But I am blessed by great NDNs and that probably outweighs any other consideration.

    (I do look at vids of garden without slugs and sigh).
  • punkdocpunkdoc Sheffield, Derbyshire border.Posts: 10,338
    edited 7 January
    I would not be without my stream [ except when it floods ], even with precarious health I am often found wading in it, diverting water into the natural pond and trying to tempt the tiny trout. I will probably drown in there one day, sure there could be worse ways to go.

    Oh yes, I still makes dams too.
    Southern trees bear a strange fruit
    Blood on the leaves and blood at the root
  • didywdidyw East SuffolkPosts: 1,232
    My ideal garden would have a stream in it.  Sometimes when I am trying to sleep I imagine my ideal garden - the drive with an avenue of chestnuts with wildflowers beneath, a field with sheep in it adjacent, then over a bridge over the stream to the front of the house (with outbuildings for carriages and where I would have plant sales) through a gate in the wall and into the garden. Sweeping lawns from the terrace accessed via French windows, a formal garden, a walled garden to the side, a wooded area at the bottom...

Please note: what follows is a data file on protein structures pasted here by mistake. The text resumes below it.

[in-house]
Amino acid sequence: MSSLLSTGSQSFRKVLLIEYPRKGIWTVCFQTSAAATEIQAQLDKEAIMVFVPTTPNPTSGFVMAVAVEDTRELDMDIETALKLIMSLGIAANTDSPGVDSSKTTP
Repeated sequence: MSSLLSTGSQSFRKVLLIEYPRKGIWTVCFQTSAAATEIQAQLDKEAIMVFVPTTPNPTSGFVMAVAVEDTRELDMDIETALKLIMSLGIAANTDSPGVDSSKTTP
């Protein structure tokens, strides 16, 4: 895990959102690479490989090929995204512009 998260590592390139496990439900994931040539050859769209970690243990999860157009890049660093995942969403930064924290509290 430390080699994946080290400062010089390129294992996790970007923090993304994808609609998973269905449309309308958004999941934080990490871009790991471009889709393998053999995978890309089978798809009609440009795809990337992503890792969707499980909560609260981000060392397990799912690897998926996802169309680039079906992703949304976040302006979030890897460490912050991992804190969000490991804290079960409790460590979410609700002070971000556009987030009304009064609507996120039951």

• Busy-LizzieBusy-Lizzie Posts: 17,495
    I moved from my huge French farmhouse last January to a much smaller house, still in France. Last house had a big garden, over an acre but had other areas and paddocks and woodland too. It was all getting too much and too expensive, I'd loved it when we bought it in 1990 to bring up our family. First OH died aged 53, years later I have a new partner but he lives in England. Covid has really upset things.

    Anyway, I now have a new garden. It's still quite big but it was a blank canvas, mostly grass. There's a paddock too with a small river along the boundary. The grandchildren love it and build dams, even in January! The garden could be fairly easy, and was supposed to be, but I can't do without flowers. I have made new flower beds, planted 10 roses, 7 more are in the veg garden waiting to be planted. I'm going to buy some more, yellow ones to put along a fence. I've planted a fuchsia riccartonii hedge interspersed with viticella clematis along another fence.